Dreamscape

Image
And to think I would want to live anywhere else.

The Aim of (Christian) Education

"The key to a Christian conception of studies is the realization that prayer consists of attention.  It is the orientation of all the attention of which the soul is capable toward God.  The quality of attention counts for much in the quality of prayer.  Warmth of heart cannot make up for it.

"The highest part of the attention only makes contact with God, when prayer is intense and pure enough for such a contact to be established; but the whole attention is turned toward God.

"Of course school exercises only develop a lower kind of attention.  Nevertheless, they are extremely effective in increasing the power of attention that will be available at the time of prayer, on condition that they are carried out with a view to this purpose and this purpose alone.

"Although people seem to be unaware of it today, the development of the faculty of attention forms the real object and almost the sole interest of studies.  Most school tasks have a certain intrinsic interest as w…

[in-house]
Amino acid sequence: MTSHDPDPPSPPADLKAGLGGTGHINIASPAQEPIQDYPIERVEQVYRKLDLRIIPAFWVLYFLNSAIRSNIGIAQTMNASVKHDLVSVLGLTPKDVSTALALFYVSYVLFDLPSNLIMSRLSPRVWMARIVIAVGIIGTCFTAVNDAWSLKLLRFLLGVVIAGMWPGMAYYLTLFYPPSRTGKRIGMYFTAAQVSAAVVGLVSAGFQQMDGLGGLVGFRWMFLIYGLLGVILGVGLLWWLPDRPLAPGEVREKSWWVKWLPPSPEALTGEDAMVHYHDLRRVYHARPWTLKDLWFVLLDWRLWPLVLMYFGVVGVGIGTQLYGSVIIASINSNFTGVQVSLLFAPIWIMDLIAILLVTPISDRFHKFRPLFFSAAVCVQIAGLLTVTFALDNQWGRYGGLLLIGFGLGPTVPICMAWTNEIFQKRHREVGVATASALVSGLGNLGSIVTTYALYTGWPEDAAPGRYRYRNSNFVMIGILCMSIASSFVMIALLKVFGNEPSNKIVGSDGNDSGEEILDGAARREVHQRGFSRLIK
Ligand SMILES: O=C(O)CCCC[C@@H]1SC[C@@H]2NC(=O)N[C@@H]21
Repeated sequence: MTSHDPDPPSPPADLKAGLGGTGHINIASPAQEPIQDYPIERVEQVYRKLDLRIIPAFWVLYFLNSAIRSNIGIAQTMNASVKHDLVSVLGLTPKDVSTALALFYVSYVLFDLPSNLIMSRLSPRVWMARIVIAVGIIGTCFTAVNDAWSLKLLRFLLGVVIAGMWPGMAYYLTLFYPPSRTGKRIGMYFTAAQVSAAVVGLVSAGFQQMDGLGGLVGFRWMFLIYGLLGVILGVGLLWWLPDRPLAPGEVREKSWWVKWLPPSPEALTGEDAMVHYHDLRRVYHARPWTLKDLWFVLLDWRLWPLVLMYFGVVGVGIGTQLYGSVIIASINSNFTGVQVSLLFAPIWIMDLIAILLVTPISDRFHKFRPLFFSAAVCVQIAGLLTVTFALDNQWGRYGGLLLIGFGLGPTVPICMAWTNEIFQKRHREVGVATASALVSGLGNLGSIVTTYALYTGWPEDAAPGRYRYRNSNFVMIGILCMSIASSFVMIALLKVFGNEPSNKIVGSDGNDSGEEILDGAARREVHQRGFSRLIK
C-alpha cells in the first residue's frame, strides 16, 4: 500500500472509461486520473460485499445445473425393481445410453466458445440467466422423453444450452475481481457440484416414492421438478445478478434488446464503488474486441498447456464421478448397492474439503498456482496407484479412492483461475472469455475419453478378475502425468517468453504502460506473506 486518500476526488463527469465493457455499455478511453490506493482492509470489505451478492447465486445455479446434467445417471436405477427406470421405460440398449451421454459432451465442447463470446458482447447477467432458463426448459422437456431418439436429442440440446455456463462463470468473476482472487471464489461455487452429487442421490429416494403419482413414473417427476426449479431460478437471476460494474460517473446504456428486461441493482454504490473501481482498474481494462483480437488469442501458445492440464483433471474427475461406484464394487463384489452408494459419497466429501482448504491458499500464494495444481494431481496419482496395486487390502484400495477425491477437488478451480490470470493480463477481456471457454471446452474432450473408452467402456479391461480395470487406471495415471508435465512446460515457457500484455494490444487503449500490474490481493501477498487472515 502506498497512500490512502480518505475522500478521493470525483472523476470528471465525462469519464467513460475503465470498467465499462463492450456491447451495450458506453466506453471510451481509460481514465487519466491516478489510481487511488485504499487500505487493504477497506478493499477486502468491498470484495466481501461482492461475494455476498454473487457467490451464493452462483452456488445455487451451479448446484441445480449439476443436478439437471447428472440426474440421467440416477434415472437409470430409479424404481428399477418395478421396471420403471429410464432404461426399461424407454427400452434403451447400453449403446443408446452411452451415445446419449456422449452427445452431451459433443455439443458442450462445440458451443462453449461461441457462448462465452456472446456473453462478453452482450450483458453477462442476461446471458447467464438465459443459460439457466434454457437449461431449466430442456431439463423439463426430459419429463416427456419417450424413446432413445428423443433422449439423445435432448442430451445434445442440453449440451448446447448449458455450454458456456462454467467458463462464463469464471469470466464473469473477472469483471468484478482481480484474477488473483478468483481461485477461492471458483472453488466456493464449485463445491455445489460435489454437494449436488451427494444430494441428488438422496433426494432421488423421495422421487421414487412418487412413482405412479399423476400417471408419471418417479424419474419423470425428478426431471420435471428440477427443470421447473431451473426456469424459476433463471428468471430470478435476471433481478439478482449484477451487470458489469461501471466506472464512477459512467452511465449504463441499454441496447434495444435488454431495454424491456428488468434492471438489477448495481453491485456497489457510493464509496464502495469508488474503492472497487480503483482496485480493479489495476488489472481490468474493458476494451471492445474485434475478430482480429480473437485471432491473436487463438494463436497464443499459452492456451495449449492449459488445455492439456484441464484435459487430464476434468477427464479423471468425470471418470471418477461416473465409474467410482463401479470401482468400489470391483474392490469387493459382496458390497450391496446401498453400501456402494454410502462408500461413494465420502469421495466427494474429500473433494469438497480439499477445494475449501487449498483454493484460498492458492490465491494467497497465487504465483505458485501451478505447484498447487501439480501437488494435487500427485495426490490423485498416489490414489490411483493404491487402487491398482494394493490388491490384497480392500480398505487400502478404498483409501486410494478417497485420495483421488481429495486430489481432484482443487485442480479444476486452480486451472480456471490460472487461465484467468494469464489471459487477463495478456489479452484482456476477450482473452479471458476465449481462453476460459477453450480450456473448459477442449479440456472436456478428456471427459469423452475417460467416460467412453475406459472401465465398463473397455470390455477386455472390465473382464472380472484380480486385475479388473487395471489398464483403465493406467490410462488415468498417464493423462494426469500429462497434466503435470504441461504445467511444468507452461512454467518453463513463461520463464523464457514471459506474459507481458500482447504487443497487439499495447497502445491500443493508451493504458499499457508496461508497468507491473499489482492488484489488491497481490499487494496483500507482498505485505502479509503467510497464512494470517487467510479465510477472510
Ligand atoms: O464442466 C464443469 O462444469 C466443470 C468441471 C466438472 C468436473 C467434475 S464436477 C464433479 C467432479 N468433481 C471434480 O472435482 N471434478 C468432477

1 Corinthians 13:11

Food  I used to believe that if I were thin, I would be loved, indeed, that being loved depended on my being thin.  Now, thanks to a month's-plus worth of reading Geneen Roth, I appreciate that this is not the case.  Being lovable has nothing to do with the size of my thighs or the strength of my appetite.  What I eat and how much and when is nobody's business but my own; likewise, my weight.  I will never please those who would judge me on this basis, particularly the members of my family who made it their business to comment on my weight when I was growing up.  Further, their need to comment on my weight and eating is their problem, not mine.  It is an expression of anxieties that they have about themselves and, as such, has almost next to nothing to do with me.  It is, therefore, not my responsibility even as their relative to respond in any way to such comments, either to correct them or, even worse, to apologize for being myself.  I am fully lovable whatever size I am.